Job Fit Tests Getting Inaccurate Press

A few articles have popped up that are trying to present Pre-Employment Tests as discriminatory and unfair, but completely miss the actual story at hand.

Essentially, the ‘story’ is that Ms. Vicky Sandy tried to apply for a cashier job at Kroger Co., was given a pre-employment test, and was ultimately turned down for the job because she received a score of 40% for her ability to communicate well with customers. Ms. Sandy is hearing and speech impaired.

Sounds like a story about discrimination and unfair treatment, right? I don’t think it is. Before you get too upset, let’s agree on a few things, first:

  • Discrimination of any kind is wrong
  • Not all job fit tests are created equal
  • All companies need to be fair in their hiring practices

Now, the article, which first appeared in the Wall Street Journal and then was also referenced in an Inc. Magazine article, say that companies who use job fit tests just push people through a system blindly and look at a score with no consideration to the person and that’s bad.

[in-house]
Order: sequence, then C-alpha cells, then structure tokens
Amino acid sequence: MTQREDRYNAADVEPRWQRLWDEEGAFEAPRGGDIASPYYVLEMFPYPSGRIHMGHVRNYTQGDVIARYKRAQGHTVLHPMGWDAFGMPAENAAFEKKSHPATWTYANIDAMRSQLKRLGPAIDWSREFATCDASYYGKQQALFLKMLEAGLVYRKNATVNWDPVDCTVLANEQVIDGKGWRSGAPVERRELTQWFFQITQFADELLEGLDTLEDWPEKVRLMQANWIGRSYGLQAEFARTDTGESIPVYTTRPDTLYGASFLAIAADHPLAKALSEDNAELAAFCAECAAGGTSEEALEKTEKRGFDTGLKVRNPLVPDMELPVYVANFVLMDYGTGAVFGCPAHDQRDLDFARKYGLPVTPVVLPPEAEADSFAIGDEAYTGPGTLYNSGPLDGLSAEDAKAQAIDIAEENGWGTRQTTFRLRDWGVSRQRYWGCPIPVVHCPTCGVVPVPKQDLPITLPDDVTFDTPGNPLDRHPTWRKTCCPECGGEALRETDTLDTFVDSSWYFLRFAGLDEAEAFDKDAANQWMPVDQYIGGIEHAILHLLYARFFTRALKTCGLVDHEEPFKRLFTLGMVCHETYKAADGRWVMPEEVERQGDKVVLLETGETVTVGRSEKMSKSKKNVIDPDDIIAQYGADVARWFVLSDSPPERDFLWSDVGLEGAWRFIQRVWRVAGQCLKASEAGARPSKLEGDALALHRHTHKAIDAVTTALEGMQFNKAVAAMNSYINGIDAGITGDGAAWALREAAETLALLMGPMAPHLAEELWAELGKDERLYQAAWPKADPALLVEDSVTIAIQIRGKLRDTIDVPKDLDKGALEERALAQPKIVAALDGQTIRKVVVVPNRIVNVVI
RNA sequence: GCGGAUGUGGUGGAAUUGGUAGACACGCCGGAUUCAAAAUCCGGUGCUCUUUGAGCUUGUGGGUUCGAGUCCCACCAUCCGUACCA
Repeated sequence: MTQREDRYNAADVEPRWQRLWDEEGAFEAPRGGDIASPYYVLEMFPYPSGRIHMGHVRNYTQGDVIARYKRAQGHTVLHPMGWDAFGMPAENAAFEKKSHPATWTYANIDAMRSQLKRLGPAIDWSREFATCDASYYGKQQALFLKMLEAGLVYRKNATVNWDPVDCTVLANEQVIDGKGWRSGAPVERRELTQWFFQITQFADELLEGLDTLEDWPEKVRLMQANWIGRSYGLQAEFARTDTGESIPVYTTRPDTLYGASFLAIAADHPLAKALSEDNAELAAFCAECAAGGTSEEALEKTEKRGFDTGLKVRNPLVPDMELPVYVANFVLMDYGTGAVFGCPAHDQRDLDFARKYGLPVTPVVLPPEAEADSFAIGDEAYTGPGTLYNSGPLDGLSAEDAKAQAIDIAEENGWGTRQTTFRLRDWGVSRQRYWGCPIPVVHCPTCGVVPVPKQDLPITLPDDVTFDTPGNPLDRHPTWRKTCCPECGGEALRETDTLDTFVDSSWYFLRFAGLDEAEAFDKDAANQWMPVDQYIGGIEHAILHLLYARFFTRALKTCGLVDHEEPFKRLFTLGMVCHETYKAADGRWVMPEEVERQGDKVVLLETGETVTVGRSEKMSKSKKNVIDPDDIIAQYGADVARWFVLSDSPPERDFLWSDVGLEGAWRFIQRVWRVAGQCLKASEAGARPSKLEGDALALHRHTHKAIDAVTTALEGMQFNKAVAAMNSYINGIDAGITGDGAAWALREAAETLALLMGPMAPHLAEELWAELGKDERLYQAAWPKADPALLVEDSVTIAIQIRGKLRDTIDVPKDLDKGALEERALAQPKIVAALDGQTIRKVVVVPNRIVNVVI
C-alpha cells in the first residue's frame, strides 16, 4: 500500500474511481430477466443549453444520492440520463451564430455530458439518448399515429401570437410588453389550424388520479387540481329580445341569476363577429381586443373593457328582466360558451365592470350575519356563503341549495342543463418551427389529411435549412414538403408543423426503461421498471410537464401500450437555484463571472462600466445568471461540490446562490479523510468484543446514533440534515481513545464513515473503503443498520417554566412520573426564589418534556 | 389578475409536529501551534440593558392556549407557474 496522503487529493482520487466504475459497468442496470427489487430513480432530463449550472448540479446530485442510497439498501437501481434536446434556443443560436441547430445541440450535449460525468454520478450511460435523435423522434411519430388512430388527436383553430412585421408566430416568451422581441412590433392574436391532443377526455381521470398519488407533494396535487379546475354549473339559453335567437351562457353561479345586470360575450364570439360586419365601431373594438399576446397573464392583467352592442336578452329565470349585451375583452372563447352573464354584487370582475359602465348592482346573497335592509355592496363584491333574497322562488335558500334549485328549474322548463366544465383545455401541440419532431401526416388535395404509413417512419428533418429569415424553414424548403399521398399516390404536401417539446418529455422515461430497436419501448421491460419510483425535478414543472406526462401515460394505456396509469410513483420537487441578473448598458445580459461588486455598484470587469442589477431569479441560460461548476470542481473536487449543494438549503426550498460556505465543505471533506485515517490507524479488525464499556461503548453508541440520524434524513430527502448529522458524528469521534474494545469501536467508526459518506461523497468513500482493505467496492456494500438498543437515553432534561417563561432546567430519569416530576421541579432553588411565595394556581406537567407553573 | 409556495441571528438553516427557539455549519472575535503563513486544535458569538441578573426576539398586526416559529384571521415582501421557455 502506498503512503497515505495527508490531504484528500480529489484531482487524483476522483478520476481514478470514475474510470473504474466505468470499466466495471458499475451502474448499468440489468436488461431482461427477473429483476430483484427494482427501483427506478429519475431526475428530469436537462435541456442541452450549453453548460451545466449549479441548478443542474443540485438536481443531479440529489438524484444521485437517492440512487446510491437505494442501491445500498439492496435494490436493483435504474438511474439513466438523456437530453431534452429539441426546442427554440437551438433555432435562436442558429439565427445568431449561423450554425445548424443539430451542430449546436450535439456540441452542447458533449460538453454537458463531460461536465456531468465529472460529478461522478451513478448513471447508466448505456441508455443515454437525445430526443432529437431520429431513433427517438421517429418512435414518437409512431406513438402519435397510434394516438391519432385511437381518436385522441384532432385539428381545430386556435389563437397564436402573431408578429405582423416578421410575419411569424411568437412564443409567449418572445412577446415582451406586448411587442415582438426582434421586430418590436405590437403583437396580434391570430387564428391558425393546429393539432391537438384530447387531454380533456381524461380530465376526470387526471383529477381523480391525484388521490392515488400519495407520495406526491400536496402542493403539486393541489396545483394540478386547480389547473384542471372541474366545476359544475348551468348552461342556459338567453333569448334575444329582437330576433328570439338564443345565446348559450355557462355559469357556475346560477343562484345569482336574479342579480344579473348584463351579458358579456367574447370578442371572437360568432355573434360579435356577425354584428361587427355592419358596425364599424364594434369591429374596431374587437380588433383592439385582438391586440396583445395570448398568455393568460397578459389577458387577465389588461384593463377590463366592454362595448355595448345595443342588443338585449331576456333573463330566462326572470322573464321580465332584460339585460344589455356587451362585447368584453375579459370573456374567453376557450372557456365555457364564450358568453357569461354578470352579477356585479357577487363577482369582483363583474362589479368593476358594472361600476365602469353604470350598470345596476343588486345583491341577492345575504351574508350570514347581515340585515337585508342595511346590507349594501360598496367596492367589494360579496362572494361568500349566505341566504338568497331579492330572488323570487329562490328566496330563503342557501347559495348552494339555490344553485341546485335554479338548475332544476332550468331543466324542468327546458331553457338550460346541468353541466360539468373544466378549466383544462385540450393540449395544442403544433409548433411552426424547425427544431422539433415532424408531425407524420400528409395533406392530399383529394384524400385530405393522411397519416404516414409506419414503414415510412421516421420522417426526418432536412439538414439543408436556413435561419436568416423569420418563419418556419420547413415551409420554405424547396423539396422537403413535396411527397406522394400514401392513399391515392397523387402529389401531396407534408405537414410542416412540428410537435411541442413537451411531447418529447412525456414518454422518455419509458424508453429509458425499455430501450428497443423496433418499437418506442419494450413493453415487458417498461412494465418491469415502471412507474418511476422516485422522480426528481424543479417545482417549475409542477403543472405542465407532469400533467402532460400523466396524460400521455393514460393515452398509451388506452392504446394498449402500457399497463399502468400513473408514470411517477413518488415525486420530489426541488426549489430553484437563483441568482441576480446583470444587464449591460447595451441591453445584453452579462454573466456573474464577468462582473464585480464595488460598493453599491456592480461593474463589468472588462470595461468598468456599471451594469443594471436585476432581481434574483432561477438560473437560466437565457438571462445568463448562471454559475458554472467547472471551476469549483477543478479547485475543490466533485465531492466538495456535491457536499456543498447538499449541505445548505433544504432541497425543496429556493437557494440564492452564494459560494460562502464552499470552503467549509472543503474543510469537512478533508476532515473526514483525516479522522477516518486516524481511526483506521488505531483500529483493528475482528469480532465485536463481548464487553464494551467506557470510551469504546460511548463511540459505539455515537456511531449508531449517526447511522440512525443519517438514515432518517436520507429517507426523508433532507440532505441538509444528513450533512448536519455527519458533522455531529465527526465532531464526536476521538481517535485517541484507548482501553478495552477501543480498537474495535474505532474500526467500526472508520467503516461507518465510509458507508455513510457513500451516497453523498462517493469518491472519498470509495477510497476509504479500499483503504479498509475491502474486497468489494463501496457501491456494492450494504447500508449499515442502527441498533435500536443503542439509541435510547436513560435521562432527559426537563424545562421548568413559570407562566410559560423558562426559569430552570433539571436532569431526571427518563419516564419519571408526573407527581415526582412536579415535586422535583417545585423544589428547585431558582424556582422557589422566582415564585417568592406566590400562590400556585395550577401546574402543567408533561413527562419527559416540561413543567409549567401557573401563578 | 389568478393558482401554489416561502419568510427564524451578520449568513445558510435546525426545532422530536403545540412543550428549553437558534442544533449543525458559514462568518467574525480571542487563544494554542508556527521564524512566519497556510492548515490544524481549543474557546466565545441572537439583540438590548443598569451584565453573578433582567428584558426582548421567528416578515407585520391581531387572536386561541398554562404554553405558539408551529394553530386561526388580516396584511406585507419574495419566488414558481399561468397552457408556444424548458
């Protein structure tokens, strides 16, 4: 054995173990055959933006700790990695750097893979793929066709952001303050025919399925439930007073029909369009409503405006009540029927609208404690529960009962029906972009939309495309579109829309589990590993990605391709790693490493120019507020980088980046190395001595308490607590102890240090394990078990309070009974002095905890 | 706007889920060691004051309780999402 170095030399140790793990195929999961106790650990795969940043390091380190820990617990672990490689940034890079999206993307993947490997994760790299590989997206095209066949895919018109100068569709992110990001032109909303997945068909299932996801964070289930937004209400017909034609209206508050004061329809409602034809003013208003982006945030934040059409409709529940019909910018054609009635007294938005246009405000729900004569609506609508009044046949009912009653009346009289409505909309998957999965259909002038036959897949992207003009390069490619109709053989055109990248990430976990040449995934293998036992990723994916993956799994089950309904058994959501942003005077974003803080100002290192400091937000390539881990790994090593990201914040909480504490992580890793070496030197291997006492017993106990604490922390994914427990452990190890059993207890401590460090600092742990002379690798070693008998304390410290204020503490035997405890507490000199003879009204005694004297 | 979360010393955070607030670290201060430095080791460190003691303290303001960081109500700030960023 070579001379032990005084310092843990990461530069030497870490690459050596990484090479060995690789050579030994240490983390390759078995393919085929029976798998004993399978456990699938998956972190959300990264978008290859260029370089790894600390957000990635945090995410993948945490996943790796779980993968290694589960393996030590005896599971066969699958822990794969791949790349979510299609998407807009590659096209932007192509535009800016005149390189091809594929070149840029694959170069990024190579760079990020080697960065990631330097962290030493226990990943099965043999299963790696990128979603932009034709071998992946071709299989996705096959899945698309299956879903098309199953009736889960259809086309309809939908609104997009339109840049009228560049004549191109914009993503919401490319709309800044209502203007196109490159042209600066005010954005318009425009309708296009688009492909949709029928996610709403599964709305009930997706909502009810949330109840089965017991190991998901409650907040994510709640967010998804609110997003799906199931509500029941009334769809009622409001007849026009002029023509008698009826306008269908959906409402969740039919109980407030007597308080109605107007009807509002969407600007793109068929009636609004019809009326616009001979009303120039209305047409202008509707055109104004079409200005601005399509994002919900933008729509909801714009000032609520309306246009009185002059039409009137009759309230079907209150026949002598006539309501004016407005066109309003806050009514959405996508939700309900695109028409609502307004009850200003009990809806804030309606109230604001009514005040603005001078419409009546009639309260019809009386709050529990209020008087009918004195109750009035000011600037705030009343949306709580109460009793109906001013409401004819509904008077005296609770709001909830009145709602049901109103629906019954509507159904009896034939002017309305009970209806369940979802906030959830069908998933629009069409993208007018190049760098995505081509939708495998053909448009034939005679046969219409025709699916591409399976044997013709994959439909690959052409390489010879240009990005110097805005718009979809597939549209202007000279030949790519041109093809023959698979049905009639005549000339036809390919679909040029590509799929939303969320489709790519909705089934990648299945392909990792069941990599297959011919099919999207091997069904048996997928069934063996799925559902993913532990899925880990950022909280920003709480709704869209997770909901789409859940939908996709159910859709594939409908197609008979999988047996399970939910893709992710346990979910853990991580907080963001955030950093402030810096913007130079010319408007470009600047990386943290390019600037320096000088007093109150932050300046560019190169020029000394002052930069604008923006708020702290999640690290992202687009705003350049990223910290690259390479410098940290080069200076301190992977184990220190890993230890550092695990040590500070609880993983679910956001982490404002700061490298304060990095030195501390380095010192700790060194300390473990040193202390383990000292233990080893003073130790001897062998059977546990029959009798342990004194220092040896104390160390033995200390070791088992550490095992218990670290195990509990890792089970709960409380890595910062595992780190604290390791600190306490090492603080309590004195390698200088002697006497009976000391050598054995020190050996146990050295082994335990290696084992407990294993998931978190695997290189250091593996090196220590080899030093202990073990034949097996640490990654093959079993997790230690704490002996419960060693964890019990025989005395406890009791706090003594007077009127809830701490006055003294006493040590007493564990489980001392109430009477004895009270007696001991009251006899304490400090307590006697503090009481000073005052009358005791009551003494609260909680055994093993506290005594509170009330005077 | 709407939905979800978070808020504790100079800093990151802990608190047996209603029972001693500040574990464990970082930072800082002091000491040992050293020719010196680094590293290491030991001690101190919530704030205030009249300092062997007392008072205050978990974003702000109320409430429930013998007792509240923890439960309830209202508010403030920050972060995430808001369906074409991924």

Except that’s exactly what the tests are supposed to do: test without any preferential treatment, positive or negative. That’s part of what makes a test valid and reliable – it can’t show bias in any way. Part of the benefit of using a job fit test is that they provide an objective view of the applicant and provide insights that resumes and interviewing don’t give. That insight is then used in conjunction with interviewing and getting to know the candidate, to make an informed decision.

I’m not defending the specific test Kroger uses, or Kroger itself, but here’s where the story falls flat:

It fails to mention whether Ms. Sandy chose to inform Kroger that she had an impairment and subsequently ask for accommodation.

This isn’t a story about discrimination; it’s a story about understanding labor laws. The test has nothing to do with it. A company isn’t allowed to ask if a person has a disability, the mandate is on the applicant to state their disability and ask for accommodation—it’s their right. So if Ms. Sandy chose not to ask for accommodation, then Kroger would proceed with testing her accordingly. If she did exercise her rights, then the mandate falls on Kroger to make accommodation.

I reached out to the authors of both articles, but haven’t received any sort of reply. I think there’s a huge missed opportunity to inform job seekers about their rights and instead these publications chose the easy route – the one that makes you go “that’s unfair!” before presenting all the information.

So to help both job seeker and employer, here are a few links to resources on labor law and discrimination:

Canada -

U.S. - and

What do you think? Was Kroger discriminating and using their tests improperly, or did Ms. Sandy not exercise her rights?


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